O2 Academy Islington, London
15th March 2017
Photos & Words by: Madara Fridenvalde
It had been an unusually warm early spring day in London which had set everyone in a good mood, but there was something rather icy in the air tonight. Outside of Islington's venue people braving a school night gathered for the opening show of Cold Cave’s European tour with support from Drab Majesty.
Drab Majesty is the solo project of Deb DeMure, the mysterious, ethereal character created by musician Andrew Clinco, whose excellent new album “The Demonstration” has just been released on Dais Records.
Deb DeMure was joined on stage by tour mate Mona D (alter-ego of Alex Nicolaou). Both were dressed in black garb as they emerged from a thick wall of smoke and opened with the lush and atmospheric "39 By Design" from the new record, setting the tone for the night. It was followed by a few songs from 2015’s debut album “Careless,” including fan favorite “The Foyer,” after which the band addressed the audience and then really kicked off a showcase of the new material.
Drab Majesty are glorious as a live act. The band has spoken previously about the importance of theatrics in pursuit of creating a memorable musical performance, but it's not only that. Very few people possess such strong personal radiance that you can feel their presence in a room before you even see them, and Deb DeMure seems just like one of them. He is enchanting and captivating which makes it hard to take your eyes off the stage during the show. The music is dark, ghostly and dreamy, with an unlikely combination of icy but heartfelt lyrics and pleasant dream pop melodies that push it all into a place of cathartic grandioseness with effortless grace.
"Well, that was absolutely wonderful," declares a stranger next to me as the last fleeting strings fade away, and I couldn’t agree more. With “The Demonstration” Drab Majesty have really stepped up their game and it is truly one of the most exciting music projects around right now.
After a short interlude, it was time for darkwave anarchists Cold Cave to take the stage. The lights went off, and without introduction, frontman Wesley Eisold, dressed in a signature black leather jacket, along with band mates opened the show with the upbeat "Love Comes Close" from 2009’s album titled the same, and made everyone dance immediately. Next on the menu was “Icons of Summer,” backed with flashing strobe lights and Eisold thrashing around the mic, feeling every beat of the track, in a complete command of the stage, never showing any sign of exhaustion and barely stopping to breathe. The pure energy was truly compelling. The rest of the set was split pretty evenly between material from “Love Comes Close” and 2011’s “Cherish The Light Years.” Songs such as “Underworld USA” and “Confetti” seemed to engage the crowd the most, people were singing and shouting the words along Eisold’s soothing voice.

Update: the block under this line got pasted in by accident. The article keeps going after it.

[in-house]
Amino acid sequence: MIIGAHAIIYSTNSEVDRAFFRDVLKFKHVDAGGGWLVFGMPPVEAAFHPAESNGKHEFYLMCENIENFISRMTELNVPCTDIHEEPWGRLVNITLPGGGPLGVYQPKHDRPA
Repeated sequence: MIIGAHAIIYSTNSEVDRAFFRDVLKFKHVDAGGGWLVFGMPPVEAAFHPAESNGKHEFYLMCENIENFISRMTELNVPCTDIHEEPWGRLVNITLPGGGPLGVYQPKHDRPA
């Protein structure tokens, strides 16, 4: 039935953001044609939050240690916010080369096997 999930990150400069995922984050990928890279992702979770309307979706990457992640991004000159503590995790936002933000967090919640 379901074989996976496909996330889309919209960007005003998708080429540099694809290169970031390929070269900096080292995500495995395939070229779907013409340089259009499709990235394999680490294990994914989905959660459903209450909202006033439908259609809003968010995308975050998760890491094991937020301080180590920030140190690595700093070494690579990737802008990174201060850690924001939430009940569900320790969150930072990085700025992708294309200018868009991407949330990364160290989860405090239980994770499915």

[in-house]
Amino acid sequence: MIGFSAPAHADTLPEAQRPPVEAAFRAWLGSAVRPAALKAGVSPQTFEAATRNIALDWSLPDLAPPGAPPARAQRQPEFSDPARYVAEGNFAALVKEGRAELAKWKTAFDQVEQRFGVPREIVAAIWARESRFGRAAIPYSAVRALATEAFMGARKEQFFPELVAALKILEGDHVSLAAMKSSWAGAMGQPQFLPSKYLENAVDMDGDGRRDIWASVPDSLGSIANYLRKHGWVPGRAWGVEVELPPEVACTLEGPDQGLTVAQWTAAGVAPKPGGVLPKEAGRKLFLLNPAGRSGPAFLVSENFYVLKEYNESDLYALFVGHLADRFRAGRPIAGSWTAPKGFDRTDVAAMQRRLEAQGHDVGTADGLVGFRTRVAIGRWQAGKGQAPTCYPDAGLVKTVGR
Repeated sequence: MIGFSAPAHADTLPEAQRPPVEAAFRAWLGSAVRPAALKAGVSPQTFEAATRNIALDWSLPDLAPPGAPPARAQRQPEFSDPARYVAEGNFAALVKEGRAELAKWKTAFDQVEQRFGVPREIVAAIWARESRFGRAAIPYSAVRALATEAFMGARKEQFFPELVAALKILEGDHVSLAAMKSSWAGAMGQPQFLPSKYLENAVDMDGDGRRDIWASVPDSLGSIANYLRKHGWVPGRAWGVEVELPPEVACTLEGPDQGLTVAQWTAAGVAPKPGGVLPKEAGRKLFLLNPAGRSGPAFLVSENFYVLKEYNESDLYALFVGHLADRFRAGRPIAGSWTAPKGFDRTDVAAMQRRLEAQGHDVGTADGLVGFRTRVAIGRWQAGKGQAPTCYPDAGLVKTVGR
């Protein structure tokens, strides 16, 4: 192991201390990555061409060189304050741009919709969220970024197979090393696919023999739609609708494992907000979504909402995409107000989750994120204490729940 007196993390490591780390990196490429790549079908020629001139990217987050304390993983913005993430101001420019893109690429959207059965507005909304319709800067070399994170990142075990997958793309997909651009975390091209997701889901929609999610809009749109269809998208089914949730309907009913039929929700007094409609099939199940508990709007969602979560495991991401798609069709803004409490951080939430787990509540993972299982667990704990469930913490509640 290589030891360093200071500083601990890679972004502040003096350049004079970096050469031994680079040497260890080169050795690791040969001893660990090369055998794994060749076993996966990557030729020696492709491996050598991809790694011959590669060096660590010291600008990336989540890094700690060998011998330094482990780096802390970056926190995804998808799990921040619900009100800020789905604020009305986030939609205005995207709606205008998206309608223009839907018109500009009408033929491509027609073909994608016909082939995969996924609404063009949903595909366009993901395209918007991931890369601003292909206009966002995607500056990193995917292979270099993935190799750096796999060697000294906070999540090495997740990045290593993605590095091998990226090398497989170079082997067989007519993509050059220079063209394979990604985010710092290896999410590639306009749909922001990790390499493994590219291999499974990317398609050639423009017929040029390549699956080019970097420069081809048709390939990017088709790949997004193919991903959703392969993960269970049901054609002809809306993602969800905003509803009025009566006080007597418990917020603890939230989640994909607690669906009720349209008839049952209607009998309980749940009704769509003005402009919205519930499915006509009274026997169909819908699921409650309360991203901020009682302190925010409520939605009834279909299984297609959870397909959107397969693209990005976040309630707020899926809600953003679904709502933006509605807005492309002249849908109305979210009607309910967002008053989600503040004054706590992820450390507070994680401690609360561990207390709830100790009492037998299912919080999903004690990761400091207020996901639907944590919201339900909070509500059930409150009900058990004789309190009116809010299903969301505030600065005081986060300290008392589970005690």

A large part of the show was the visual material. A screen at the back projected black and white atmospheric imagery of waves, flames, rain and rising sun that enhancing the live performance. Eisold, however, barely interacted with the audience leaving it to his music to speak. His dark, reflecting lyrics do indeed demonstrate his ability to translate emotions into words, which is also apparent in his endeavors as a writer - copies of his poetry and short story collection "Deathbeds" were available to purchase on the night.
Perhaps the most striking feature of the show tonight to a non-diehard fan and a casual listener like myself was the obvious cult following Cold Cave have acquired over the years, and the number of those who had come out on a Wednesday night to support the project, which was, in itself, impressive.